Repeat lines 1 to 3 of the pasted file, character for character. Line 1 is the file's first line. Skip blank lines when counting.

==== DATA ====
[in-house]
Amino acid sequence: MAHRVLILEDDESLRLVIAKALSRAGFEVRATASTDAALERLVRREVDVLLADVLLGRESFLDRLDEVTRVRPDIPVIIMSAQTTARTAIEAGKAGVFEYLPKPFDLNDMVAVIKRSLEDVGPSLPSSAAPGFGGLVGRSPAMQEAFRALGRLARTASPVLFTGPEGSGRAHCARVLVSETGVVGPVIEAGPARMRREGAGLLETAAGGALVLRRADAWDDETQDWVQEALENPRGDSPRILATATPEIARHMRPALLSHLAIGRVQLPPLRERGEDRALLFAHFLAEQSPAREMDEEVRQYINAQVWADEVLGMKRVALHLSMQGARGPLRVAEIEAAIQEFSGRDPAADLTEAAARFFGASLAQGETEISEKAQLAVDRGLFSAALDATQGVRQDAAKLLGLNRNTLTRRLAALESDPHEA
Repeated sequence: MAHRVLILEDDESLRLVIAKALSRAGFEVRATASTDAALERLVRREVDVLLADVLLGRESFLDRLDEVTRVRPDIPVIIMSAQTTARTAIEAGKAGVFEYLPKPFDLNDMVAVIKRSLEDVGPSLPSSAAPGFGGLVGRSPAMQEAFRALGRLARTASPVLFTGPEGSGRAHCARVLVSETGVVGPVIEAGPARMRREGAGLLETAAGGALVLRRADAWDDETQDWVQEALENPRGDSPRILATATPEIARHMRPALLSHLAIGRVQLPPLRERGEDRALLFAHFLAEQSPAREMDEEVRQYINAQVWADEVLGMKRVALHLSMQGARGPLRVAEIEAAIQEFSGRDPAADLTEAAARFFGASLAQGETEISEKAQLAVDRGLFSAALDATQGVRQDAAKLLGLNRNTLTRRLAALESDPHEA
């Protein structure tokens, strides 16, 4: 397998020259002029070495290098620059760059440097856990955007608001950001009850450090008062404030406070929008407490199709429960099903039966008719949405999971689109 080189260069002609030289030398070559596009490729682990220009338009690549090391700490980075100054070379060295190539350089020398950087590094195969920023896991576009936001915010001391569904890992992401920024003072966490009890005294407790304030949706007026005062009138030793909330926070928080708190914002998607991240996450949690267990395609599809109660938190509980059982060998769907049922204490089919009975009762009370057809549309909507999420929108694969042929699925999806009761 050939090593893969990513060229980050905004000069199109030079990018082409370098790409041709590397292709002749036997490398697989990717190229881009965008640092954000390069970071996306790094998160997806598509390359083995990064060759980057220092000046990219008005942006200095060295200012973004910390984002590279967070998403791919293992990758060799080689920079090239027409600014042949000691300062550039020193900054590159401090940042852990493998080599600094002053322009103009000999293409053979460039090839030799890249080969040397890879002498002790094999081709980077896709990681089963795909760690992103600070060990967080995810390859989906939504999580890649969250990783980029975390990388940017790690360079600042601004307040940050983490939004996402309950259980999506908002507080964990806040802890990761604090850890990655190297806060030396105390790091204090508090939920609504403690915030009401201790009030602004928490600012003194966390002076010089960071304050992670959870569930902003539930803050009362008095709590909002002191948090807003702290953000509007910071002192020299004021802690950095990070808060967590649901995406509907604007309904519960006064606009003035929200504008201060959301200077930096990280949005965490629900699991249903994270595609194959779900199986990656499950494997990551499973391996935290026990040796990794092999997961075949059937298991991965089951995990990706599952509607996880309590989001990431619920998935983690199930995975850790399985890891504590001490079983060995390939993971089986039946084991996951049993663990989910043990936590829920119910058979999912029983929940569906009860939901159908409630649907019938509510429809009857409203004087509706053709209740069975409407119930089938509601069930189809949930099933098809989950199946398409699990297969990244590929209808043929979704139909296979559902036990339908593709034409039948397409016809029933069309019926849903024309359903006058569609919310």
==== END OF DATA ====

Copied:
[in-house]
Amino acid sequence: MAHRVLILEDDESLRLVIAKALSRAGFEVRATASTDAALERLVRREVDVLLADVLLGRESFLDRLDEVTRVRPDIPVIIMSAQTTARTAIEAGKAGVFEYLPKPFDLNDMVAVIKRSLEDVGPSLPSSAAPGFGGLVGRSPAMQEAFRALGRLARTASPVLFTGPEGSGRAHCARVLVSETGVVGPVIEAGPARMRREGAGLLETAAGGALVLRRADAWDDETQDWVQEALENPRGDSPRILATATPEIARHMRPALLSHLAIGRVQLPPLRERGEDRALLFAHFLAEQSPAREMDEEVRQYINAQVWADEVLGMKRVALHLSMQGARGPLRVAEIEAAIQEFSGRDPAADLTEAAARFFGASLAQGETEISEKAQLAVDRGLFSAALDATQGVRQDAAKLLGLNRNTLTRRLAALESDPHEA
Repeated sequence: MAHRVLILEDDESLRLVIAKALSRAGFEVRATASTDAALERLVRREVDVLLADVLLGRESFLDRLDEVTRVRPDIPVIIMSAQTTARTAIEAGKAGVFEYLPKPFDLNDMVAVIKRSLEDVGPSLPSSAAPGFGGLVGRSPAMQEAFRALGRLARTASPVLFTGPEGSGRAHCARVLVSETGVVGPVIEAGPARMRREGAGLLETAAGGALVLRRADAWDDETQDWVQEALENPRGDSPRILATATPEIARHMRPALLSHLAIGRVQLPPLRERGEDRALLFAHFLAEQSPAREMDEEVRQYINAQVWADEVLGMKRVALHLSMQGARGPLRVAEIEAAIQEFSGRDPAADLTEAAARFFGASLAQGETEISEKAQLAVDRGLFSAALDATQGVRQDAAKLLGLNRNTLTRRLAALESDPHEA